Lasseters private enterprise beacon in stagnant town


2504 Lasseters OK

IMAGE: Online promotion of Lasseters.

With nothing on the horizon by way of major private investment in Alice Springs during 2018, the one exception is a company listed on the Singapore stock exchange.
It is Lasseters International Holding Limited which owns the casino and tourism complex in Barrett Drive and leases from the NT Government the adjacent convention centre, hosting 246 events with 11,400 delegates each year.
In 2016/17 the bulk of the revenue of Lasseters, $44.5m, came from the casino. Total revenue was $65.2m which also includes $12.2m from property development in Malaysia.
Lasseters entered into a franchise agreement for the hotel with InterContinental Hotels (IHG) in December 2016, which includes the Crowne Plaza in Alice Springs, also in Barrett Drive.
Local General Manager Craig Jervis says this assists Lasseters with national and international marketing exposure.
2504 Dato’ Jaya J B Tan OKDato’ Jaya J B Tan (pictured in “the 300 list, the definitive guide to who’s who in Malaysia”) is Lasseters’s executive chairman.
He graduated from the University of Arizona, is a mechanical engineer by training and – according to the Lasseter’s website – has extensive experience in forestry, property development, food retail operations, trading and financial services.
He has served as chairman of several companies quoted on the stock exchanges of Malaysia, United Kingdom, Singapore, Australia and India, including Cypress Lakes Group Limited in Australia.
He is the vice chairman of Park Hyatt Saigon, a 259-room 5-star hotel in Ho Chi Minh City, Vietnam, and is also involved in gaming business in Papua New Guinea.
So what’s high-flying outfit like this doing for Alice Springs? Quite a lot.
All up it has spent $455m on expansions and renovations. It has not paid dividends since 2008 but re-invested its gains in The Alice. The firm spent $50m over the past five years on capital expenditure.
It is the town’s biggest private employer with more than 300 staff and a payroll of $13m a year. With 36 years in The Alice the firm can claim to be a local.
Currently Lasseter’s is spending about to $6m on refurbishing 139 of its 205 four-and-a-half star rooms, a project which the Murdoch press headlined as “Casino snubs Alice traders”.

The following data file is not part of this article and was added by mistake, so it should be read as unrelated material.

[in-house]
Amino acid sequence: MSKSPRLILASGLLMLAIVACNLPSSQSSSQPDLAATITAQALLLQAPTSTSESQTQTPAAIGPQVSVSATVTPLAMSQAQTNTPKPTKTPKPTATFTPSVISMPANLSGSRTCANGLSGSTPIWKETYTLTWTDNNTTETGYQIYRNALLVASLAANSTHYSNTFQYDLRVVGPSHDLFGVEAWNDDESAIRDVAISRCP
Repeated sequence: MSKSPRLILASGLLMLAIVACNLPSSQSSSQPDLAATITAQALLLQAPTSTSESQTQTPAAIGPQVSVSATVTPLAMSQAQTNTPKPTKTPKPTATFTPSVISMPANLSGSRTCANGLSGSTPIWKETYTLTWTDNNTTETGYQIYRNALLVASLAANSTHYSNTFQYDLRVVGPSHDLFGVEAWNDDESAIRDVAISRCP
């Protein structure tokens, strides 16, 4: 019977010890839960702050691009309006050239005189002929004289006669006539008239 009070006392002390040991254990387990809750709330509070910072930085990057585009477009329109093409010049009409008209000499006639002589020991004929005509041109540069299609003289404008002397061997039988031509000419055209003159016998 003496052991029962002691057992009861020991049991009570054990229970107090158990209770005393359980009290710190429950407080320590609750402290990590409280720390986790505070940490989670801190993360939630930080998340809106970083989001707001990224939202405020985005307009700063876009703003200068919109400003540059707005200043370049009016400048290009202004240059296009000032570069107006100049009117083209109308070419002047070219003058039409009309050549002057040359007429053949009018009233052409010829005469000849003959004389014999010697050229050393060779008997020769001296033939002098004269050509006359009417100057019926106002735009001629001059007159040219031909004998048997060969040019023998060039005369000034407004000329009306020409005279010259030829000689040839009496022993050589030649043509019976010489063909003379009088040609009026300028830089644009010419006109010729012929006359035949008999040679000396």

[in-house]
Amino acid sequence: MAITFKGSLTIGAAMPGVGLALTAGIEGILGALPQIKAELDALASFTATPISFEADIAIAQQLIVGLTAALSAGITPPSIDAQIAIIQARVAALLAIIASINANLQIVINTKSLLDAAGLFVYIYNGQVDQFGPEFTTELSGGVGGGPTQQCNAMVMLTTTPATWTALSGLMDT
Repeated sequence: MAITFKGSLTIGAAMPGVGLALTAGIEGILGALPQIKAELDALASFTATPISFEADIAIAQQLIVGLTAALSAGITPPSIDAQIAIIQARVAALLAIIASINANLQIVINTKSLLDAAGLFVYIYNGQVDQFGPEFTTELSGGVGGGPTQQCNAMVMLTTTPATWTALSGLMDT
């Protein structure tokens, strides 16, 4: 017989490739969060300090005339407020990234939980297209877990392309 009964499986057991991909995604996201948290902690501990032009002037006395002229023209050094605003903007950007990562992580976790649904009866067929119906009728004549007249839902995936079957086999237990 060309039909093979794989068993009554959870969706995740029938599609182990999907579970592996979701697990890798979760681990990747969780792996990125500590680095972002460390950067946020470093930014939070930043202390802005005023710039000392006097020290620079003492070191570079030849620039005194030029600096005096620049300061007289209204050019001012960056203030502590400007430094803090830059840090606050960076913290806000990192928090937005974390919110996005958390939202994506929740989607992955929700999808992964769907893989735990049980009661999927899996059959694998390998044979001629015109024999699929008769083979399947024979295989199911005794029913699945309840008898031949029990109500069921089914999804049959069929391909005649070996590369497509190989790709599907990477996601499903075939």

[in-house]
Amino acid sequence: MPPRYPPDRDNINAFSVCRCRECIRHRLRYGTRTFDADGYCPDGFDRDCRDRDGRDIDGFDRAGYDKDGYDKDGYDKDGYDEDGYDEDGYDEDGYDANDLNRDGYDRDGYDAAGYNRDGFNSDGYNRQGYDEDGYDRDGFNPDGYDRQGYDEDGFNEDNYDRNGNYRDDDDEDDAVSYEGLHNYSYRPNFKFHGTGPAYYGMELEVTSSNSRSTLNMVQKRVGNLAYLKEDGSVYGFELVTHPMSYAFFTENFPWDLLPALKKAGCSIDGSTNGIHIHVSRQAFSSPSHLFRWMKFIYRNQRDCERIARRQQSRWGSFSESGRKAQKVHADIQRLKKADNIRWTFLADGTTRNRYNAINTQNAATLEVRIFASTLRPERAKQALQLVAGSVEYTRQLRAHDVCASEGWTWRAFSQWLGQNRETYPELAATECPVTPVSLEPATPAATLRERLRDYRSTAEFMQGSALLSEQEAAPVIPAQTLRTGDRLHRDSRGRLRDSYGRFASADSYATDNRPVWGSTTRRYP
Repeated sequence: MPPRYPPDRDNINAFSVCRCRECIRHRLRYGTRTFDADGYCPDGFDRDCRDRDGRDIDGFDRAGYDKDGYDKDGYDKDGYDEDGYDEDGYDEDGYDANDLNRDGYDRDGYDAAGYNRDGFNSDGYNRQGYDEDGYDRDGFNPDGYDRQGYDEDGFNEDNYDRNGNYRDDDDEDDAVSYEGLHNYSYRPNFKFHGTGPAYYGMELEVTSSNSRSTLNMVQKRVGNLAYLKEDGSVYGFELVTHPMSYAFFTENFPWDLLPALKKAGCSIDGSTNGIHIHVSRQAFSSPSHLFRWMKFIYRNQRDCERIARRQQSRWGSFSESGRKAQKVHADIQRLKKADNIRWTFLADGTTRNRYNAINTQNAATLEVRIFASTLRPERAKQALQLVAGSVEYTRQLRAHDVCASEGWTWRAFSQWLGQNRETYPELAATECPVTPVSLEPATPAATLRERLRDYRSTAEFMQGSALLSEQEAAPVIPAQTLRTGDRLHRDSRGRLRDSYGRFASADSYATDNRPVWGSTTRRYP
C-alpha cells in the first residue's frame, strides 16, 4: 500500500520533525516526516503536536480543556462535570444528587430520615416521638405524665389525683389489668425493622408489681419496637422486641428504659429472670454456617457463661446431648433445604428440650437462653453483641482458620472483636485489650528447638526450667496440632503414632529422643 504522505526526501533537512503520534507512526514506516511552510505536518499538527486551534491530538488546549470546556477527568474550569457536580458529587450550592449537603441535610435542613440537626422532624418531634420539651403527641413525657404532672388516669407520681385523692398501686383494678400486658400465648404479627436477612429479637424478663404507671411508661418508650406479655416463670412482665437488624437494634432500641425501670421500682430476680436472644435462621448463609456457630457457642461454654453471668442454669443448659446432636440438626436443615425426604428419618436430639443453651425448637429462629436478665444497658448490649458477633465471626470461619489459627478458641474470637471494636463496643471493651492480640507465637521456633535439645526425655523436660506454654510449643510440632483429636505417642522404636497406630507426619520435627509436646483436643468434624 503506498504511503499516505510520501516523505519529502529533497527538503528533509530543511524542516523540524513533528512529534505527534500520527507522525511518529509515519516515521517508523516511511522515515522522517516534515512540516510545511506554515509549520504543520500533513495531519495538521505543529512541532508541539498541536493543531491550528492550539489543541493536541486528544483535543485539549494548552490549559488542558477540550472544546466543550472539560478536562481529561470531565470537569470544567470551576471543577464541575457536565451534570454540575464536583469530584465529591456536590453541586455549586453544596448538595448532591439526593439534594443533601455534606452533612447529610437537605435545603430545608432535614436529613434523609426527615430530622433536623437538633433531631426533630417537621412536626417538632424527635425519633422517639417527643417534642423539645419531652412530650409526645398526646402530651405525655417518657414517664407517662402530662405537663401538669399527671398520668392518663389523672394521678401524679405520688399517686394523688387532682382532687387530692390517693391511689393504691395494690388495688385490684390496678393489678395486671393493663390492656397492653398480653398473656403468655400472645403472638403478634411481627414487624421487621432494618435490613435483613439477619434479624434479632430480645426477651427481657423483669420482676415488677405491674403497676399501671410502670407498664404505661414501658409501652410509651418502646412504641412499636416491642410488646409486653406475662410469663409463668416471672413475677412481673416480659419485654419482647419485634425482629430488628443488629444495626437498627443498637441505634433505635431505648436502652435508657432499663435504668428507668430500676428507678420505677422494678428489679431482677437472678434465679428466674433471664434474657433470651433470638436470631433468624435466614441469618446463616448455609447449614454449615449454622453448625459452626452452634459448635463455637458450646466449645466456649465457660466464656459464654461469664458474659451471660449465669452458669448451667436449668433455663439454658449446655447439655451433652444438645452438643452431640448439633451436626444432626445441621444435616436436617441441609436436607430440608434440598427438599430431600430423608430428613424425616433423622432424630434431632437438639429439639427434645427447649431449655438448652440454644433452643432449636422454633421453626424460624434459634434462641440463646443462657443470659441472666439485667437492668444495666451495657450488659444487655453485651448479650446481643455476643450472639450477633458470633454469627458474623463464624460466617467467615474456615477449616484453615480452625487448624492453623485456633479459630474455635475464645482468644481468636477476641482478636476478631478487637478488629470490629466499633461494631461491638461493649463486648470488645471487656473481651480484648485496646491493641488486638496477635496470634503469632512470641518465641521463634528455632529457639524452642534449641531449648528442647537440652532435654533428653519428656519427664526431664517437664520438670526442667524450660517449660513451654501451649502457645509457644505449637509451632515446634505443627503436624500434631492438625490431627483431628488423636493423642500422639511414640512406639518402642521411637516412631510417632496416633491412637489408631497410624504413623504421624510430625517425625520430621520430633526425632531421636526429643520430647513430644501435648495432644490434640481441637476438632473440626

Mr Jervis says it’s rather the other way ‘round: Had the local traders sharpened their pencil they would be on board, as in fact many are, anyway.
2504 Lasseters bedroomHe says: “Any major work will be outsourced independently to a professional project management company, PMC, to handle all tendering procedures and leading to a final recommendation to the board.
“PMC work closely with us. Except when there are any manifest errors, the board will accept the recommendation based on several factors including pricing, past work experience in similar standard hotel refurbishment and quality of finishing.”
Mr Jervis says four companies were selected to tender for the contract – two local and two interstate.  One local and one interstate submitted conforming tenders.
“The successful company has undertaken extensive hotel works within the NT previously and was 15% below the other’s quote.”
That’s a cool $700,000.
The winning company awarded about $3.1m of the $5.03m of the total builders contract to local contractors for 62% of the work.
Other local suppliers receiving a slice of the action so far are Carla Furnishers ($113,000), Harvey Norman ($130,000), Aboriginal artwork ($85,000), Chubb ($150,000) and Otis Lifts ($50,000).
The casino, as the complex is locally known, annually spends $5.6m with 231 local suppliers.
Events that receive sponsorship from Lasseter include Henley on Todd, Finke Desert Race, Camel Cup, Imparja Cup, Alice Cup, Red Centre NATS, Barrette Drive Mile, Indigenous Cricket Carnival and MTB Eduro.
On the flipside are the effects on gamblers and the style of gambling available.